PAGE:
Soyinka uses wisdom to snare immaturity

The Lion and the Jewel is a play by Wole Soyinka, one of Africa’s leading dramatist and Nigeria’s great writer. Wole Soyinka was born on 1934 in Yoruba land in the city of Abeokuta, Western Nigeria. The Lion and the Jewel was published in 1963. The play is a comedy physically located in the village of Ilujinle, in Nigeria.

The Lion and the Jewel is a play by Wole Soyinka, one of Africa’s leading dramatist and Nigeria’s great writer. Wole Soyinka was born on 1934 in Yoruba land in the city of Abeokuta, Western Nigeria. The Lion and the Jewel was published in 1963. The play is a comedy physically located in the village of Ilujinle, in Nigeria.

Wole Soyinka uses symbolism through his title, The Lion and the Jewel; two things put together and side by side. Both a lion and a jewel have admirable qualities. The word lion connotes a king of animals. It implies strength and superiority. Jewels are adorable by many. In the play it is the lion that is after the jewel. Symbolically and metaphorically in this play, it turns out that the lion deserves the jewel.

There is competition between Lakunle and Baroka for Sidi, who is the jewel. She is the village belle; calm, simple and dignified. Sidi is presented as a girl who knows what she wants in life.

Lakunle is a young school teacher in his twenties whose behavior influences Sidi’s choice of marriage. Lakunle is educated and impressed by the western ideals of modernity. He is portrayed as ridiculous as the town ways he wishes to introduce in the village. He naturally admires Sidi and dreams about marrying her. His approach turns out to be his undoing in winning a young and beautiful girl like Sidi.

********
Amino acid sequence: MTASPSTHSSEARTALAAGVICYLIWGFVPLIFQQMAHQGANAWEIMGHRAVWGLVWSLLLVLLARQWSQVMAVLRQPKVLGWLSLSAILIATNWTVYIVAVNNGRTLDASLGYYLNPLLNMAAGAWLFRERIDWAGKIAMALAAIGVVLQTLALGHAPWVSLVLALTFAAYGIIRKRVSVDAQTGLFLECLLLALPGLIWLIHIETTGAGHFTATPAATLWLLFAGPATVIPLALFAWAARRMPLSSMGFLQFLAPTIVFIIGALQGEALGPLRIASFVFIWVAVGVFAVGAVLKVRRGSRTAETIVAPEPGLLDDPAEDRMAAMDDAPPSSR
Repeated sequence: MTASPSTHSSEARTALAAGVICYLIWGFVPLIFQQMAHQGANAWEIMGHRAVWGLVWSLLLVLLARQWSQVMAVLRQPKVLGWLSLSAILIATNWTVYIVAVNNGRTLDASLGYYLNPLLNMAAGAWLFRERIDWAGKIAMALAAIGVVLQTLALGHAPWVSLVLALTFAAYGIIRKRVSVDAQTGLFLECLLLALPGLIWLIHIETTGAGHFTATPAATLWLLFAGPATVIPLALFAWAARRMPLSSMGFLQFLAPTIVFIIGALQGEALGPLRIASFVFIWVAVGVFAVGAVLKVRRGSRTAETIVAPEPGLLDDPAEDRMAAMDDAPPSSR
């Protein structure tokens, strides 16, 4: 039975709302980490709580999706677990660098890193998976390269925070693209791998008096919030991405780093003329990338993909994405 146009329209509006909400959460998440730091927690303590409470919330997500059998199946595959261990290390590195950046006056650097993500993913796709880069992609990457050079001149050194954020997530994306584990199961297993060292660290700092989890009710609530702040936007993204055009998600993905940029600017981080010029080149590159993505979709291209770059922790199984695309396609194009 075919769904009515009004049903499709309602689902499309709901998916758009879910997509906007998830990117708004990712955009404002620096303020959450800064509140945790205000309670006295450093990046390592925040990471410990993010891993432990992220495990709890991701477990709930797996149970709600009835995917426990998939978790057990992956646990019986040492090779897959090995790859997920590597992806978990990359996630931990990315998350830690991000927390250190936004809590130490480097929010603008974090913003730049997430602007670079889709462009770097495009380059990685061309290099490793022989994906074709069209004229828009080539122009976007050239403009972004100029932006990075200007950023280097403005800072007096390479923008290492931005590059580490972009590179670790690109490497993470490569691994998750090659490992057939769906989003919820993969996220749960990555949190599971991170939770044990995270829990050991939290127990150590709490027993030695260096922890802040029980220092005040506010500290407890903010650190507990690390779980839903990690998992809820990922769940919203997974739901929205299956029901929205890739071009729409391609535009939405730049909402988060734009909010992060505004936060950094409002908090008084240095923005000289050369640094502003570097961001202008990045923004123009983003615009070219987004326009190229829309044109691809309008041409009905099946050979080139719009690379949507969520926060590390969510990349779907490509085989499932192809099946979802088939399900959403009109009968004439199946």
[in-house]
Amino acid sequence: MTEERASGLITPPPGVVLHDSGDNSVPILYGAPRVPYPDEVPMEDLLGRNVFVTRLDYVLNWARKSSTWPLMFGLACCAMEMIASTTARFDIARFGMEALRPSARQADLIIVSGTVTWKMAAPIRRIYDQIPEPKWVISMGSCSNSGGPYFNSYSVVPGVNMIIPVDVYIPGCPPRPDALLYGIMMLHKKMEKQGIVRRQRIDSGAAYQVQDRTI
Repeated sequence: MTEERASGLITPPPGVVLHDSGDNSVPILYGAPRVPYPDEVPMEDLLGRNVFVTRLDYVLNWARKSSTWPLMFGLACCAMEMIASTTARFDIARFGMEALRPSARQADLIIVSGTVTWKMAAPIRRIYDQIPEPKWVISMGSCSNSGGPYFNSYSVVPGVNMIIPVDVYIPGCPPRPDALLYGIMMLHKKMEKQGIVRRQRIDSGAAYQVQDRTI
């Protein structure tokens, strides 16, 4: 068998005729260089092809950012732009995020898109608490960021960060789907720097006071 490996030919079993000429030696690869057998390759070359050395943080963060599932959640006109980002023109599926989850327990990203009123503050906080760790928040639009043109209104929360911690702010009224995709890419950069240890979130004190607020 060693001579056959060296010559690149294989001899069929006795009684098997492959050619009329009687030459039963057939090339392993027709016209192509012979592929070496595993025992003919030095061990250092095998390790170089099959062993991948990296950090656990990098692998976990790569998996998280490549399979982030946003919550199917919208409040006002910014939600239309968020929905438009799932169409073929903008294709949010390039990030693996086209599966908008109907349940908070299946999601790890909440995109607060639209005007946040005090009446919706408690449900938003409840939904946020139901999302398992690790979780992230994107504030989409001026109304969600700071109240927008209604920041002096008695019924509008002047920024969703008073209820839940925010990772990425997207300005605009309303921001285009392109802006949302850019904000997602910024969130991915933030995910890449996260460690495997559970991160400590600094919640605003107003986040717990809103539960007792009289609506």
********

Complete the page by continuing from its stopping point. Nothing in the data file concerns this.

Lakunle does not want Sidi to carry water on her head because her neck will become shorter. Even at the time of his loss he thinks he needs time to prepare, to learn to like the thought of marriage, and even asking his pupils’ consent. He is too engaged in his book knowledge at the expense of real life experiences. He is shown as a man with unattainable ideals.

Baroka, the Bale, is assertive and shows experience of life. He shows that he is a practical man. Baroka is proud of his age because it depicts wisdom and skill. He fakes impotence to Sadiku, his eldest wife, well knowing that she would not keep quiet about it. This shows that he can use his age and experience to manipulate both the young and the old. By calling Baroka the lion, we associate him with manliness, authority, royalty and pride. We see him instead as the potent hero of the play, well preserved and still competitive at 62.

Ironically, Sidi, who sets to trap and tease Baroka, ends up in his snare instead. She goes along and all the way to understand Baroka’s view of things. As a young and vibrant belle she becomes rather excited and determined to marry Baroka instead of the watered-down young teacher, who is not even willing to pay bride-wealth. All that matters to Sidi is being blessed by Sadiku.

The Lion and the Jewel is mainly a form of contest and confrontation between the youth and the old at one level; and tradition and modernity at the other. It is the snare Sidi sets for Baroka that ends up trapping her instead. This is where The Lion and the Jewel as a comedy gives readers the ultimate enjoyment.

The reviewer is an educationist and publisher

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